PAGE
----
Forum OpenACS Development: Re: Thread safety of OpenACS vs RoR et al.

Posted by Stan Kaufman on
At the risk of revealing how shallow my Pool of Understanding is on all this ("Dammit, Jim, I'm an app developer not a systems engineer!"), to what extent does a typical OpenACS installation use the multi-threaded facilities that Tcl and AOLServer make possible (or is this a function of loading)? None of the package code appears to have any explicit design decisions based on the question of "should this be multi-threaded or not?". Is that because OpenACS is intrinsically multi-threaded and concurrency simply comes for free with OpenACS?
Posted by Andrew Piskorski on
Stan, yes, that's basically correct. The multi-threading largely comes for free, for typical OpenACS app development, you don't need to think much about it, and the parts you do need to think about have a gentle learning curve.

Note that you probably do need to think about concurrency in the way you write your SQL insert or update statements - that's got nothing to do with AOLserver nor Tcl per se. But Oracle and PostgreSQL both have MVCC and Transactions, which help enormously in dealing with database concurrency.

AOLserver uses multi-threading implicitly and rather pervasively. However, as an OpenACS or AOLserver/Tcl programmer you normally don't need to think about this. This is the beauty of the AOLserver and Tcl thread model and APIs vs. nasty low-level stuff like the POSIX thread APIs.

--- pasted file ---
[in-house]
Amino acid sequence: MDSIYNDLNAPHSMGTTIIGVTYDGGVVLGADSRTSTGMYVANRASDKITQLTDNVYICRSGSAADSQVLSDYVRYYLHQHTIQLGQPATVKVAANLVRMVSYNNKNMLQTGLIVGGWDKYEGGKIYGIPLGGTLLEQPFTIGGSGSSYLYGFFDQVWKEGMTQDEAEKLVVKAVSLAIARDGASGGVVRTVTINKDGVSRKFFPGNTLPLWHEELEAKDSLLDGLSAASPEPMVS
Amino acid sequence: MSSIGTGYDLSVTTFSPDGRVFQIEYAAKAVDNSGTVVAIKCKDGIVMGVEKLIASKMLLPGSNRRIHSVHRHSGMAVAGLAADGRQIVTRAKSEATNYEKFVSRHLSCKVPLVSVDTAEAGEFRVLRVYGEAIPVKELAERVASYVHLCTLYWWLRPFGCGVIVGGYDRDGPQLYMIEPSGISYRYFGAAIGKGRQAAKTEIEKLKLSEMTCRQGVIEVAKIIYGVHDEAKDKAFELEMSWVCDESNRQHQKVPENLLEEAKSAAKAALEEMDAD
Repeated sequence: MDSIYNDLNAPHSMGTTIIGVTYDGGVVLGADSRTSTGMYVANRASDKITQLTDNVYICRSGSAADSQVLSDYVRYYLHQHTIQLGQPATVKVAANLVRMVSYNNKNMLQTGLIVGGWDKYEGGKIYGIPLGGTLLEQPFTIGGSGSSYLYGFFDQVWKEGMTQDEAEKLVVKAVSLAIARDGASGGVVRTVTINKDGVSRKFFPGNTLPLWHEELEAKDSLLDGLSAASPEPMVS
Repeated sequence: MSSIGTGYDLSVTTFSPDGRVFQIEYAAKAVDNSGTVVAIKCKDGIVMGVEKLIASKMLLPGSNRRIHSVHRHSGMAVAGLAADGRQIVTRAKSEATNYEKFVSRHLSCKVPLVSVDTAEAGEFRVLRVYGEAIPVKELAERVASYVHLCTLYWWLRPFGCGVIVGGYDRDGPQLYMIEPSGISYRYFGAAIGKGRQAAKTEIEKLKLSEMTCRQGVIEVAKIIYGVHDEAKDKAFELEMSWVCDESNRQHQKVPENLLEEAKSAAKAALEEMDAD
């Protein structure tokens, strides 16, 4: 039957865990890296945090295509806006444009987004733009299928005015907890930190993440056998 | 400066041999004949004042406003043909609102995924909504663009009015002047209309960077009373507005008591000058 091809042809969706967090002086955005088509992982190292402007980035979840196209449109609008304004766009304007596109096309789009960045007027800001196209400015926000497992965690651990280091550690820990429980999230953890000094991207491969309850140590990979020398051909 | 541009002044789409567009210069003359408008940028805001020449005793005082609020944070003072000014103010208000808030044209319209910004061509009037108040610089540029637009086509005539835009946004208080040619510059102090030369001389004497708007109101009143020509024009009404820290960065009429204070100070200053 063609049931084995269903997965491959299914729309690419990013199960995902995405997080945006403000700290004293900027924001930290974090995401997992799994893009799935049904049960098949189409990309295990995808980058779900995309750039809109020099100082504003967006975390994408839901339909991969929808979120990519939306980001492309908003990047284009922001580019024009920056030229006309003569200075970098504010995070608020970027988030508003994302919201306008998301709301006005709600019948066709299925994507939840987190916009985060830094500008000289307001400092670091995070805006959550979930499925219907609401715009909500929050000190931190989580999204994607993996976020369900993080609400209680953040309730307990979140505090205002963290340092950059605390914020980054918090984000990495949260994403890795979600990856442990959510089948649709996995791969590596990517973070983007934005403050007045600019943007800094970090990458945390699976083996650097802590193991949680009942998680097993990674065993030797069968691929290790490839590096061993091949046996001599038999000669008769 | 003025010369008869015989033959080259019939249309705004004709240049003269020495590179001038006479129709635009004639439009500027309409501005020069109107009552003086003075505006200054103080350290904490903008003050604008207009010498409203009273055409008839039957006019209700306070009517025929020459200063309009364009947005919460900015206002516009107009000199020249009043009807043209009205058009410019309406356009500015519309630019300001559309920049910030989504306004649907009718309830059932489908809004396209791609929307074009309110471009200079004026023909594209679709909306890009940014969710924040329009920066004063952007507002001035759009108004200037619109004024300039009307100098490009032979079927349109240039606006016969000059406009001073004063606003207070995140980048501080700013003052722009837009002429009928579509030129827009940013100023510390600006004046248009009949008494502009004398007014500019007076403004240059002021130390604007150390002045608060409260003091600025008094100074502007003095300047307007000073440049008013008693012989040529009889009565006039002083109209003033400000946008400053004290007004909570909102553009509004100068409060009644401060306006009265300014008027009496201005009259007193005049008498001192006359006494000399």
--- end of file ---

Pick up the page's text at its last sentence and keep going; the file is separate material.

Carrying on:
Note that Tcl's threading model is default shared-nothing. (While the POSIX threads underneath are default shared everything. The C code deals with that.)

In AOLserver each page hit runs in its own connection thread with its own Tcl interpretor. (The actual architecture is a bit more complex than that, but that statement is true as far as it goes.) You program what each page does essentially as if it was a single threaded application. When you as the programmer use nsv_get, nsv_set, or ad_schedule_proc, you are using AOLserver's multi-threaded services, but typically there's nothing special you need to do because of that. Each single nsv_* operation is atomic, the mutex locking is done automatically underneath.

With OpenACS you would typically not use lower level Tcl multi-threading stuff like ns_mutex or ns_cond - but those features are there if you need them.

Now, say you want to read a the value 5 from and nsv, increment it by 1, and then write it back. Or more realistically, use nsv_get to read a Tcl list, lappend to it, and then use nsv_set to write it back. Ah, now you do need to think about threads and concurrency, at least a little bit. Another thread could be reading or writing that nsv at the same time, and correct operation depends on a sequence of two nsv_* commands being atomic, not just one. So you need to manually protext access to the nsv with a mutex lock. Or better yet, upgrade to Zoran's Tcl Threads Extension which gives you an atomic tsv::lappend command, etc.